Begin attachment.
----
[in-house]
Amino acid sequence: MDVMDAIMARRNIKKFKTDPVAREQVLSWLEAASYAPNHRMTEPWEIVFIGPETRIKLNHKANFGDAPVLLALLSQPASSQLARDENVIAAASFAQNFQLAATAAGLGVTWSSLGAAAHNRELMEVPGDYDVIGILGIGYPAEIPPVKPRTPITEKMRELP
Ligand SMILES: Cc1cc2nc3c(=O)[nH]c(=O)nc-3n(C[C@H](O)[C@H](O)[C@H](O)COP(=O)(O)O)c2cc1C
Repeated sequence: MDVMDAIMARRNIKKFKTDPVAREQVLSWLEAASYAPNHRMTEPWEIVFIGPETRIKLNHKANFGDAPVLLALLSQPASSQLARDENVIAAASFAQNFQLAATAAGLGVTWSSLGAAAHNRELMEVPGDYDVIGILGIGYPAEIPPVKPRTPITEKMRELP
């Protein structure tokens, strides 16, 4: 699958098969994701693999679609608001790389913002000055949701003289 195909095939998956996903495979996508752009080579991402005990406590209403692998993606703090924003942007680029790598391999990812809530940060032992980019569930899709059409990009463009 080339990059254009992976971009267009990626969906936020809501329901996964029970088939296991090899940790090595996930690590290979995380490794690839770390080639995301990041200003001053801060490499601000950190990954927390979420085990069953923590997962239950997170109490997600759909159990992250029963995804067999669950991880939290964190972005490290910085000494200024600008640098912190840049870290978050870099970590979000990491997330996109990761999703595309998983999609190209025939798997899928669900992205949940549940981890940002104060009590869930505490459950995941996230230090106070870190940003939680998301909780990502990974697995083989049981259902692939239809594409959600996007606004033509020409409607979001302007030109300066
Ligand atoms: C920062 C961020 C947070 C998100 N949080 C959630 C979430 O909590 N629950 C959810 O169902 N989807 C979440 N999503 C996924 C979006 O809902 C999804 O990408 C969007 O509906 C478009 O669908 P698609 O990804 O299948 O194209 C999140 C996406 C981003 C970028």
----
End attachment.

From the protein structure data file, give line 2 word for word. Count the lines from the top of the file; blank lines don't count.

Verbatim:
Amino acid sequence: MDVMDAIMARRNIKKFKTDPVAREQVLSWLEAASYAPNHRMTEPWEIVFIGPETRIKLNHKANFGDAPVLLALLSQPASSQLARDENVIAAASFAQNFQLAATAAGLGVTWSSLGAAAHNRELMEVPGDYDVIGILGIGYPAEIPPVKPRTPITEKMRELP